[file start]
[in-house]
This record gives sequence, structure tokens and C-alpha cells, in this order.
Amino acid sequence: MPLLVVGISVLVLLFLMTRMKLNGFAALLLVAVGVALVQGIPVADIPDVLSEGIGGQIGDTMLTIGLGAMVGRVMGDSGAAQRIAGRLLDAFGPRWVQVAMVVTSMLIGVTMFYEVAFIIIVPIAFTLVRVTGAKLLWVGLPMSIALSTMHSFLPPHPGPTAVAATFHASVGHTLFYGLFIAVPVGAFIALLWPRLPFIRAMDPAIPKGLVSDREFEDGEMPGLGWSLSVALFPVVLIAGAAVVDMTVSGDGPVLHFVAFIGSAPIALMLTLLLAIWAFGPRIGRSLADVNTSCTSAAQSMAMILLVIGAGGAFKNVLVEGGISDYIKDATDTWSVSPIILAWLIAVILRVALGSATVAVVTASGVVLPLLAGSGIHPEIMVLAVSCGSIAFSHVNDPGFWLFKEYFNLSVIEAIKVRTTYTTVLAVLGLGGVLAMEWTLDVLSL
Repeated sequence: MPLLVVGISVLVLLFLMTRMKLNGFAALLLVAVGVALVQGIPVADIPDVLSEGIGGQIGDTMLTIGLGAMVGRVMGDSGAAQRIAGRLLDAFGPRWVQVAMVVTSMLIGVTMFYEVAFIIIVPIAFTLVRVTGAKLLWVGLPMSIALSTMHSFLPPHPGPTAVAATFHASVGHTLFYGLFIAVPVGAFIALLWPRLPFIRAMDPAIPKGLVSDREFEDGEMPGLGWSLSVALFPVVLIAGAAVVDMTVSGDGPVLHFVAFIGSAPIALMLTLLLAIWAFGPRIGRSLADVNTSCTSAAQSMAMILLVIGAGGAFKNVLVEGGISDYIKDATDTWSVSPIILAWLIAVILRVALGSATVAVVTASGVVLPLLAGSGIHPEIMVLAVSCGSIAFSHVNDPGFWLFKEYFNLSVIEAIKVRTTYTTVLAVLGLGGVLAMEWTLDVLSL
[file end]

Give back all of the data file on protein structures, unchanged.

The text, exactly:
[in-house]
This record gives sequence, structure tokens and C-alpha cells, in this order.
Amino acid sequence: MPLLVVGISVLVLLFLMTRMKLNGFAALLLVAVGVALVQGIPVADIPDVLSEGIGGQIGDTMLTIGLGAMVGRVMGDSGAAQRIAGRLLDAFGPRWVQVAMVVTSMLIGVTMFYEVAFIIIVPIAFTLVRVTGAKLLWVGLPMSIALSTMHSFLPPHPGPTAVAATFHASVGHTLFYGLFIAVPVGAFIALLWPRLPFIRAMDPAIPKGLVSDREFEDGEMPGLGWSLSVALFPVVLIAGAAVVDMTVSGDGPVLHFVAFIGSAPIALMLTLLLAIWAFGPRIGRSLADVNTSCTSAAQSMAMILLVIGAGGAFKNVLVEGGISDYIKDATDTWSVSPIILAWLIAVILRVALGSATVAVVTASGVVLPLLAGSGIHPEIMVLAVSCGSIAFSHVNDPGFWLFKEYFNLSVIEAIKVRTTYTTVLAVLGLGGVLAMEWTLDVLSL
Repeated sequence: MPLLVVGISVLVLLFLMTRMKLNGFAALLLVAVGVALVQGIPVADIPDVLSEGIGGQIGDTMLTIGLGAMVGRVMGDSGAAQRIAGRLLDAFGPRWVQVAMVVTSMLIGVTMFYEVAFIIIVPIAFTLVRVTGAKLLWVGLPMSIALSTMHSFLPPHPGPTAVAATFHASVGHTLFYGLFIAVPVGAFIALLWPRLPFIRAMDPAIPKGLVSDREFEDGEMPGLGWSLSVALFPVVLIAGAAVVDMTVSGDGPVLHFVAFIGSAPIALMLTLLLAIWAFGPRIGRSLADVNTSCTSAAQSMAMILLVIGAGGAFKNVLVEGGISDYIKDATDTWSVSPIILAWLIAVILRVALGSATVAVVTASGVVLPLLAGSGIHPEIMVLAVSCGSIAFSHVNDPGFWLFKEYFNLSVIEAIKVRTTYTTVLAVLGLGGVLAMEWTLDVLSL